What can you do? / How can you help?
It is very important to have the physical injuries treated, first and foremost to prevent a chronification and long-term damage.
Confiding in someone
It often does good to confide in others and talk about the experience. In this respect, it is important to choose people you trust and think about what you want to tell them. It can also be very helpful to communicate clearly what kind of support you need and how others can help.
If those affected by violence talk about their experience they generally do so first of all with people from their close environment. In this respect, the way trusted people react is very important for them. An understanding and supporting environment essentially influences how victims will be able to cope with their experience.
Relatives or people offering support should thus open up opportunities for talking about the incidents. In this respect, it is vital to take the victims seriously in terms of what they say, what they have experienced and how they feel. Doubts are inappropriate and may represent an additional severe strain.
In addition, it is important to encourage and support the victims without urging them to take actions, which are not self-directed. Measures should not be taken without the agreement of or against the will of the victim. Support should always be geared towards the needs of the victim, not one’s own needs. In any case, it is important to take an unequivocal stand and condemn the use of violence.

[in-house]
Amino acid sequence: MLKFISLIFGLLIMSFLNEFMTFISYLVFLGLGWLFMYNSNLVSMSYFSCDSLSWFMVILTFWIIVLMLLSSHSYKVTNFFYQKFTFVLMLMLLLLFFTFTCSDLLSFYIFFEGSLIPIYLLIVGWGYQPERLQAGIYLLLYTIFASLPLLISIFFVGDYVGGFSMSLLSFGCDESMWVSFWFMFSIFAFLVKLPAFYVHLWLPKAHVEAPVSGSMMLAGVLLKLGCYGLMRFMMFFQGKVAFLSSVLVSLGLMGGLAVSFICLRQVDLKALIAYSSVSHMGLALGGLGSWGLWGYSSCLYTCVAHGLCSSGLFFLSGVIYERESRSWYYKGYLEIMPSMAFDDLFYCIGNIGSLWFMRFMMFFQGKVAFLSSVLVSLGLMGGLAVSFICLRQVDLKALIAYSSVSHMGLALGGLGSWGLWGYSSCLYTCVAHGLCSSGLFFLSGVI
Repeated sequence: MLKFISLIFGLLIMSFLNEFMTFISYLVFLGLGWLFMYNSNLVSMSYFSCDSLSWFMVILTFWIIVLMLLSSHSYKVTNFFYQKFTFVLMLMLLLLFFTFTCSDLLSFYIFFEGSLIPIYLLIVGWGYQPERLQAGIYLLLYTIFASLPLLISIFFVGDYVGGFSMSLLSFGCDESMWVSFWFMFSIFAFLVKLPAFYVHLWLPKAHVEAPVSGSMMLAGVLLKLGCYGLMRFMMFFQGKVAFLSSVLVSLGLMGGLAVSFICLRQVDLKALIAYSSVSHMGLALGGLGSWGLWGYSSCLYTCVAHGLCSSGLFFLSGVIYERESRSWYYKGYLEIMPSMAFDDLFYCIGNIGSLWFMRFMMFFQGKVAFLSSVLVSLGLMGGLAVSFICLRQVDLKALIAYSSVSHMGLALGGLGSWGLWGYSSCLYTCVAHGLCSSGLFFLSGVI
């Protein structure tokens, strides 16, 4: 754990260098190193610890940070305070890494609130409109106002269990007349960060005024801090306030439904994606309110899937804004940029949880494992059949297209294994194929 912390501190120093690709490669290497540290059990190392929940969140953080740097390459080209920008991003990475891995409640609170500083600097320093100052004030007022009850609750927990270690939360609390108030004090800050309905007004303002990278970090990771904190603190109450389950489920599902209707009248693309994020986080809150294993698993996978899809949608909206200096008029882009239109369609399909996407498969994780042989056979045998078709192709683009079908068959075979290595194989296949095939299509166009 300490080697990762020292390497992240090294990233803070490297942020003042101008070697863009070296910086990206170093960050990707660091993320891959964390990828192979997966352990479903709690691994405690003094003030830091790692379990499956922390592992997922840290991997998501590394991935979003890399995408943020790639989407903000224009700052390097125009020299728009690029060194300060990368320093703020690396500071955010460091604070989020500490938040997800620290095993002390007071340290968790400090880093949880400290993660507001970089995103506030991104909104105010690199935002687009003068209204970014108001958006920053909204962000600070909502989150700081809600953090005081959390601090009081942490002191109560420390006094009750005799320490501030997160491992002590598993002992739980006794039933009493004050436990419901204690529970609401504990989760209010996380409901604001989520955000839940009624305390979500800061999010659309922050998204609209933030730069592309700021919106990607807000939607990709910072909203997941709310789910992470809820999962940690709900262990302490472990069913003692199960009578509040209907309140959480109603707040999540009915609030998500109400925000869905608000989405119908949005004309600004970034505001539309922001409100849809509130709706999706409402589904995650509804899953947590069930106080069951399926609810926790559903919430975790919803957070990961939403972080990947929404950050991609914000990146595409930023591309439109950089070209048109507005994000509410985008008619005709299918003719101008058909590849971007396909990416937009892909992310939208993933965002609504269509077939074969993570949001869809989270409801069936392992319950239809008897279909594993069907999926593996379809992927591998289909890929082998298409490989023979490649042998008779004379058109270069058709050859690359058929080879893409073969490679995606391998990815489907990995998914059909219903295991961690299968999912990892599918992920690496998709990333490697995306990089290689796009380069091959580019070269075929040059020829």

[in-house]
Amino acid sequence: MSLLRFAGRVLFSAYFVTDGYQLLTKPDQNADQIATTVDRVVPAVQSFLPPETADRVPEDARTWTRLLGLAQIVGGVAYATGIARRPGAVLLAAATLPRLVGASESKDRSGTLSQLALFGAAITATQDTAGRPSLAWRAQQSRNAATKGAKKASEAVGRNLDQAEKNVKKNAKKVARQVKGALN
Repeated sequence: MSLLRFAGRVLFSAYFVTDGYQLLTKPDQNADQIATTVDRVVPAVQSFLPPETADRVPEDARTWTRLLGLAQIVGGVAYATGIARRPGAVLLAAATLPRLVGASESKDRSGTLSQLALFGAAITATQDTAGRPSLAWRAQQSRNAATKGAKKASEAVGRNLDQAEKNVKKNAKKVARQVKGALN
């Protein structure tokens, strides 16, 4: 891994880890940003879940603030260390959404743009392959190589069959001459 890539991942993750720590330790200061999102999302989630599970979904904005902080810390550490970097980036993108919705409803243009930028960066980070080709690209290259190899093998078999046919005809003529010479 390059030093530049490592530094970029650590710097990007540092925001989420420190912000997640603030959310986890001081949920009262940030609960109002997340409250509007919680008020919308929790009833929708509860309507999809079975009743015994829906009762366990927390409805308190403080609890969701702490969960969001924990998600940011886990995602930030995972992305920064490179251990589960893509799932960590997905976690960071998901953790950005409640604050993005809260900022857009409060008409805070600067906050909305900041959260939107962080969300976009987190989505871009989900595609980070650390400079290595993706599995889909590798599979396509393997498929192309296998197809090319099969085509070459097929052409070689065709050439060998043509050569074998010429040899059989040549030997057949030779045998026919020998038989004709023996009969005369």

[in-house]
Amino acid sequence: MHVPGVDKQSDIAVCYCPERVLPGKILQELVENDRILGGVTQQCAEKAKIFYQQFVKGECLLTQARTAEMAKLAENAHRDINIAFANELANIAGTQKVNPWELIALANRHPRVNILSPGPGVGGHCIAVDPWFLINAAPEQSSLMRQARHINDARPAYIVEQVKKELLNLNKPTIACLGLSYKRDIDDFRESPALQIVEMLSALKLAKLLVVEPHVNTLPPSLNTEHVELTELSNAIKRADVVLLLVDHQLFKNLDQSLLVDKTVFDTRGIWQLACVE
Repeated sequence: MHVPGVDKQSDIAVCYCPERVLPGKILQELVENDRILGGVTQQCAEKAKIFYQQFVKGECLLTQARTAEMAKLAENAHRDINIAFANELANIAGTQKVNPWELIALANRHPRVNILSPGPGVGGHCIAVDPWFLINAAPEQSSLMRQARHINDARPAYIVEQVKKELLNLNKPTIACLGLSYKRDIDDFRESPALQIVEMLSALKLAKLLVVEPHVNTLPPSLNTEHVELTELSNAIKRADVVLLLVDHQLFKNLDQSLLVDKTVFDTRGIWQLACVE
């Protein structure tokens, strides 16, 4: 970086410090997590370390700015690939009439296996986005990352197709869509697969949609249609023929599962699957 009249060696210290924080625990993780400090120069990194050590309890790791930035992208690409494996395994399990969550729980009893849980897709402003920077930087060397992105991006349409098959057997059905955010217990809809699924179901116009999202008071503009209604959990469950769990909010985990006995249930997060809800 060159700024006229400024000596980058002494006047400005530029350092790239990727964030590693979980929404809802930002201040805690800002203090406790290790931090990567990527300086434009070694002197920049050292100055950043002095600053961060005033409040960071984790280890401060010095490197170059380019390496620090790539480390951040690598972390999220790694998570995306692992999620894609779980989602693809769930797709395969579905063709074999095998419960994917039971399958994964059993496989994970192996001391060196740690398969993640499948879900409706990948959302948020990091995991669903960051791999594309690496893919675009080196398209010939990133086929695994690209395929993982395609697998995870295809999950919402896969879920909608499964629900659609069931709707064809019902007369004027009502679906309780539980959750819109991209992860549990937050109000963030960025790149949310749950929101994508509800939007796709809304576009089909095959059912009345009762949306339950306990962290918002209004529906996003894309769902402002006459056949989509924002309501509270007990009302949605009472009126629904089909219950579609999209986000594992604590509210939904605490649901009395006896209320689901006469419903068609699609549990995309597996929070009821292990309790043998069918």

Avoid additional stress
Experiencing violence represents a severe psychological and physical strain. For that reason, victims should take care of themselves, i.e. avoid additional stress, do pleasant things which distract them from strain and ensure they get enough sleep and rest. Everybody has different needs – for some, doing sports can provide important support, for others it is spending time with close friends or relatives. Taking care of oneself helps in coping with the experiences.
Seeking professional support
Many women affected by violence need support. They can get it from rape crisis centres and women’s counselling centres irrespective of the type of violence experienced. Nobody needs to cope with this by herself. Professional support given by counsellors and psychotherapists can be of great help in dealing with the violations. It is also helpful if relatives inform themselves of such services and stand by the victims when they are looking for help. Relatives may also benefit from counselling and get information on how they can support victims best.